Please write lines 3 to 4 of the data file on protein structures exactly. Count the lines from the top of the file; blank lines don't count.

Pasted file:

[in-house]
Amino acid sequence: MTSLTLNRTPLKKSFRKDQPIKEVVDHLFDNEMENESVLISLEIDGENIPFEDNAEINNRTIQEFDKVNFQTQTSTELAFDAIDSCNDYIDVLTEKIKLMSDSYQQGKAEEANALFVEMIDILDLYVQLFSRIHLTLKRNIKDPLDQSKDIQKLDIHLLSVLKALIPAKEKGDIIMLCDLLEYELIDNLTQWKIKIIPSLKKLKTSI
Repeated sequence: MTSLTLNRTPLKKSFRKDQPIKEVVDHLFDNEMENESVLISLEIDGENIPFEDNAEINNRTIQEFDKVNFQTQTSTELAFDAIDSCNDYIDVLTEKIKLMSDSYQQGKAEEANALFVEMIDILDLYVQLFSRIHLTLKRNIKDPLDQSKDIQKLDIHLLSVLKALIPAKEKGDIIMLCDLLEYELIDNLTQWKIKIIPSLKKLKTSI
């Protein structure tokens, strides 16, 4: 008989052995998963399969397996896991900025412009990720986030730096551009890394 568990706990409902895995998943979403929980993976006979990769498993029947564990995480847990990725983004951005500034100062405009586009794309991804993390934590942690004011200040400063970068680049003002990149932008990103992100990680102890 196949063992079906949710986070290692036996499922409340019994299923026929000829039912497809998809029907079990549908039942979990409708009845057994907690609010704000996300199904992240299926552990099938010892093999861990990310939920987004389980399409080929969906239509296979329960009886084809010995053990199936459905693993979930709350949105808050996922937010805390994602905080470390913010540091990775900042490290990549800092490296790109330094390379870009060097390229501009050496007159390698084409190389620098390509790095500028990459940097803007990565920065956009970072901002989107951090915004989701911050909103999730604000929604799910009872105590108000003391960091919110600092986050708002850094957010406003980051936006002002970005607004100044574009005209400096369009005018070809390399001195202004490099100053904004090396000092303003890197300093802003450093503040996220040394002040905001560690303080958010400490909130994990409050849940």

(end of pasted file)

Repeated sequence: MTSLTLNRTPLKKSFRKDQPIKEVVDHLFDNEMENESVLISLEIDGENIPFEDNAEINNRTIQEFDKVNFQTQTSTELAFDAIDSCNDYIDVLTEKIKLMSDSYQQGKAEEANALFVEMIDILDLYVQLFSRIHLTLKRNIKDPLDQSKDIQKLDIHLLSVLKALIPAKEKGDIIMLCDLLEYELIDNLTQWKIKIIPSLKKLKTSI
């Protein structure tokens, strides 16, 4: 008989052995998963399969397996896991900025412009990720986030730096551009890394 568990706990409902895995998943979403929980993976006979990769498993029947564990995480847990990725983004951005500034100062405009586009794309991804993390934590942690004011200040400063970068680049003002990149932008990103992100990680102890 196949063992079906949710986070290692036996499922409340019994299923026929000829039912497809998809029907079990549908039942979990409708009845057994907690609010704000996300199904992240299926552990099938010892093999861990990310939920987004389980399409080929969906239509296979329960009886084809010995053990199936459905693993979930709350949105808050996922937010805390994602905080470390913010540091990775900042490290990549800092490296790109330094390379870009060097390229501009050496007159390698084409190389620098390509790095500028990459940097803007990565920065956009970072901002989107951090915004989701911050909103999730604000929604799910009872105590108000003391960091919110600092986050708002850094957010406003980051936006002002970005607004100044574009005209400096369009005018070809390399001195202004490099100053904004090396000092303003890197300093802003450093503040996220040394002040905001560690303080958010400490909130994990409050849940």